If you ask us, that’s a whole lot of practice in perfecting fried chicken.
Wu Fung Dessert, 3220-4151 Hazelbridge Way, Richmond
If you’ve ever meandered through Richmond’s Aberdeen Centre, then you will know that all of the good stuff is located on the third floor—the food court.
One of the most popular food stalls is Wu Fung Dessert, which in reality doesn’t offer much dessert at all. However, it serves up plenty of Hong Kong-style snacks such as deep-fried squid, curry fish balls, and hearty bowls of noodles.
But the star of its menu is the chicken wings. Deep-fried until golden brown, these babies offer a crispy layer of chicken skin that covers a juicy and tender interior. You can choose different portions (3, 6, 9, or 12 pieces), but expect a wait since they are made-to-order.
Don’t judge its modest kitchen size—this little hot spot has a loyal fan-base with dedicated followers who would gladly drive out here just for its fried chicken. There’s usually a line-up during peak hours (lunch and dinner rush), but we guarantee that it’s worth the wait.
Juke Fried Chicken, 182 Keefer Street
Sometimes names can be misleading—which is certainly the case with Juke Fried Chicken, a joint that rightly sounds like it belongs in the middle of rural Tennessee. Instead, the crazy-busy new-kid-on-Keefer restaurant is situated in Vancouver’s rapidly gentrifying Chinatown, an area that’s more interested in rewriting history than paying tribute to it.
So predictably there’s no 1946 Wurlitzer 1015 with the classic bubble tubes blaring a scratchy 78-rpm version of Big Mama Thornton’s “Hound Dog” at Juke. And because the room is all concrete blocks and gleaming glass, it doesn’t exactly leave you thinking that you took a wrong turn someplace on Route 66. And all that’s okay, because, really, you’re here for the food, not for decor that will remind your great grandparents how much they once loved Vie’s Chicken and Steak House in Hogan’s Alley.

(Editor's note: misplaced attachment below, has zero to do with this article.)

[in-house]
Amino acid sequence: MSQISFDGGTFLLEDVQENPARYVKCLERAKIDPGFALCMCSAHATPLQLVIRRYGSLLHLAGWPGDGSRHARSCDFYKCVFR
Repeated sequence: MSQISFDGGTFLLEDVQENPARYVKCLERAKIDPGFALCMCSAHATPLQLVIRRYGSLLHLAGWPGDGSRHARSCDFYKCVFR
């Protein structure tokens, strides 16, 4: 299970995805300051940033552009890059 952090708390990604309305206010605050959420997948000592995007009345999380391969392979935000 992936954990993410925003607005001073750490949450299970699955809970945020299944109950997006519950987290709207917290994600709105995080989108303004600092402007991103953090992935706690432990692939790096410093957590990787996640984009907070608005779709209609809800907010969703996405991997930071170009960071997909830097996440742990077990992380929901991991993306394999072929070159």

First let’s start with a secret: true fried chicken fans don’t really care about the meat, no matter how dark and juicy. It’s all about the skin. Juke Fried Chicken, then, is where you bring that friend who can’t stop obsessing about defibrillators, cholesterol, and the fact that the only thing that fits comfortably these days is XXL sweatpants.
Thighs and drumsticks are rolled in a mixture of corn flour, rice flour, and potato and corn starches, and then deep-fried to an impossibly crispy golden brown. In a welcome change-up from how the Colonel taught the world how to do things, whatever secret spices are used, don’t start with salt and end with salt, salt, and more salt.
So tell your dining companion (whether eating in or taking out) that you won’t judge them at all for not eating the delectably crispy skin. And then have at ’er under the pretext that your motto in life is “waste-not-want-not”. The best part is that you won’t feel guilty after, because Juke clearly subscribes to the idea that classic fried chicken shouldn’t be greasier than a Virginia country fair pig. Sorry if you were misled.